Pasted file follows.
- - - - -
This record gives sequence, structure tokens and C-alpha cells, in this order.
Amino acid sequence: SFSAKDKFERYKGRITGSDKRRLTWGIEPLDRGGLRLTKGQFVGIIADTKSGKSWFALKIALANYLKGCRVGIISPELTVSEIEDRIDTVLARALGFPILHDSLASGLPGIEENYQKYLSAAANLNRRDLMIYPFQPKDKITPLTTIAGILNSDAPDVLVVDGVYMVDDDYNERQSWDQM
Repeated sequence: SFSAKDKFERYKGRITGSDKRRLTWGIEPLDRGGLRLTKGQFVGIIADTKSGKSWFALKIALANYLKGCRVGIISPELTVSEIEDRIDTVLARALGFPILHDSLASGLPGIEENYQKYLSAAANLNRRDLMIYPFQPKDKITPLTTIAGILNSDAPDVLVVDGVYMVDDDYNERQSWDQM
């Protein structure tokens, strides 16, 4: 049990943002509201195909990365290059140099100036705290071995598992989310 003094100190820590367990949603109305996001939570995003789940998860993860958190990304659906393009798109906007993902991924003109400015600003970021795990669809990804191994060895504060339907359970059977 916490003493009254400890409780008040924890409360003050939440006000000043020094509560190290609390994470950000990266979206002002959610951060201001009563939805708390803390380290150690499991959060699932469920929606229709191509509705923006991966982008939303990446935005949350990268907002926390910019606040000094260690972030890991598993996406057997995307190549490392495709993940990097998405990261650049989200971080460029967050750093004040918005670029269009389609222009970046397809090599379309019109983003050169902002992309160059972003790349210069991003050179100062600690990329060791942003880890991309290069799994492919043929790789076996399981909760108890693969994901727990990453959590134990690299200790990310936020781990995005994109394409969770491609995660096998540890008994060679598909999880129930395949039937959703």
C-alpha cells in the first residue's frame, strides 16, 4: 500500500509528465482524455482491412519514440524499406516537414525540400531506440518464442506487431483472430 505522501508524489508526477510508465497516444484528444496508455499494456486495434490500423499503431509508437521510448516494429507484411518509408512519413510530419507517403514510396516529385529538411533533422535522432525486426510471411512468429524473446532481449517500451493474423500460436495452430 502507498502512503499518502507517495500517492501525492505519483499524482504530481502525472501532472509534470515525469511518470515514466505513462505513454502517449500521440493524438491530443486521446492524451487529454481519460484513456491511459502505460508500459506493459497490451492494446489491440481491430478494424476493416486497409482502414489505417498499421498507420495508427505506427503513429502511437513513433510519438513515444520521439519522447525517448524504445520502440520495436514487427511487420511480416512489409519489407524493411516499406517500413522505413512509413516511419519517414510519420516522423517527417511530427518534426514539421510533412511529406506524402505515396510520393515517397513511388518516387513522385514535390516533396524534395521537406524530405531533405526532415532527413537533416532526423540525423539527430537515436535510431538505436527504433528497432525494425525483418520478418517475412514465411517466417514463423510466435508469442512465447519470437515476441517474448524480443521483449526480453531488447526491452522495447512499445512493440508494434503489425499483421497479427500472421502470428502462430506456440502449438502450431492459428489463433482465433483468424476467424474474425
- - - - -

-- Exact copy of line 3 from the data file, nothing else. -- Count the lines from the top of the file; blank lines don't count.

Repeated sequence: SFSAKDKFERYKGRITGSDKRRLTWGIEPLDRGGLRLTKGQFVGIIADTKSGKSWFALKIALANYLKGCRVGIISPELTVSEIEDRIDTVLARALGFPILHDSLASGLPGIEENYQKYLSAAANLNRRDLMIYPFQPKDKITPLTTIAGILNSDAPDVLVVDGVYMVDDDYNERQSWDQM